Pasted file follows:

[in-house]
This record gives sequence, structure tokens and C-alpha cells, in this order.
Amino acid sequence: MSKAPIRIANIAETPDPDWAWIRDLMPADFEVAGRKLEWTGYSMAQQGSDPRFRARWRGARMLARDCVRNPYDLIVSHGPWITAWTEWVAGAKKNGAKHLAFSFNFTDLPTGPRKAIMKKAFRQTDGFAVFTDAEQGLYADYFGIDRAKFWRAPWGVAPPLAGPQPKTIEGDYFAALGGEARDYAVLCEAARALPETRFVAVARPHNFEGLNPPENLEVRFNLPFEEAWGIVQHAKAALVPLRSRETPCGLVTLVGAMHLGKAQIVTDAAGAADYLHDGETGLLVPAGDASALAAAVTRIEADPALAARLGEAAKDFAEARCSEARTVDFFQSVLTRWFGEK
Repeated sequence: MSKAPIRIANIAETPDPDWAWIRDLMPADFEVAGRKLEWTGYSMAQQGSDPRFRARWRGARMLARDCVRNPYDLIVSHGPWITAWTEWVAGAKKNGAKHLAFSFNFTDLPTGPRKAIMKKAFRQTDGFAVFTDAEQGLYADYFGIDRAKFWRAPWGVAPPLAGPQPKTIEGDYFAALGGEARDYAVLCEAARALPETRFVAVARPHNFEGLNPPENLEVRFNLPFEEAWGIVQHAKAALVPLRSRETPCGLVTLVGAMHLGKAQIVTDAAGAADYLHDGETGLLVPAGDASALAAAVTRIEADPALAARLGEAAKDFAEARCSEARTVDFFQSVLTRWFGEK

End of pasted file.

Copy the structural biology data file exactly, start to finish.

[in-house]
This record gives sequence, structure tokens and C-alpha cells, in this order.
Amino acid sequence: MSKAPIRIANIAETPDPDWAWIRDLMPADFEVAGRKLEWTGYSMAQQGSDPRFRARWRGARMLARDCVRNPYDLIVSHGPWITAWTEWVAGAKKNGAKHLAFSFNFTDLPTGPRKAIMKKAFRQTDGFAVFTDAEQGLYADYFGIDRAKFWRAPWGVAPPLAGPQPKTIEGDYFAALGGEARDYAVLCEAARALPETRFVAVARPHNFEGLNPPENLEVRFNLPFEEAWGIVQHAKAALVPLRSRETPCGLVTLVGAMHLGKAQIVTDAAGAADYLHDGETGLLVPAGDASALAAAVTRIEADPALAARLGEAAKDFAEARCSEARTVDFFQSVLTRWFGEK
Repeated sequence: MSKAPIRIANIAETPDPDWAWIRDLMPADFEVAGRKLEWTGYSMAQQGSDPRFRARWRGARMLARDCVRNPYDLIVSHGPWITAWTEWVAGAKKNGAKHLAFSFNFTDLPTGPRKAIMKKAFRQTDGFAVFTDAEQGLYADYFGIDRAKFWRAPWGVAPPLAGPQPKTIEGDYFAALGGEARDYAVLCEAARALPETRFVAVARPHNFEGLNPPENLEVRFNLPFEEAWGIVQHAKAALVPLRSRETPCGLVTLVGAMHLGKAQIVTDAAGAADYLHDGETGLLVPAGDASALAAAVTRIEADPALAARLGEAAKDFAEARCSEARTVDFFQSVLTRWFGEK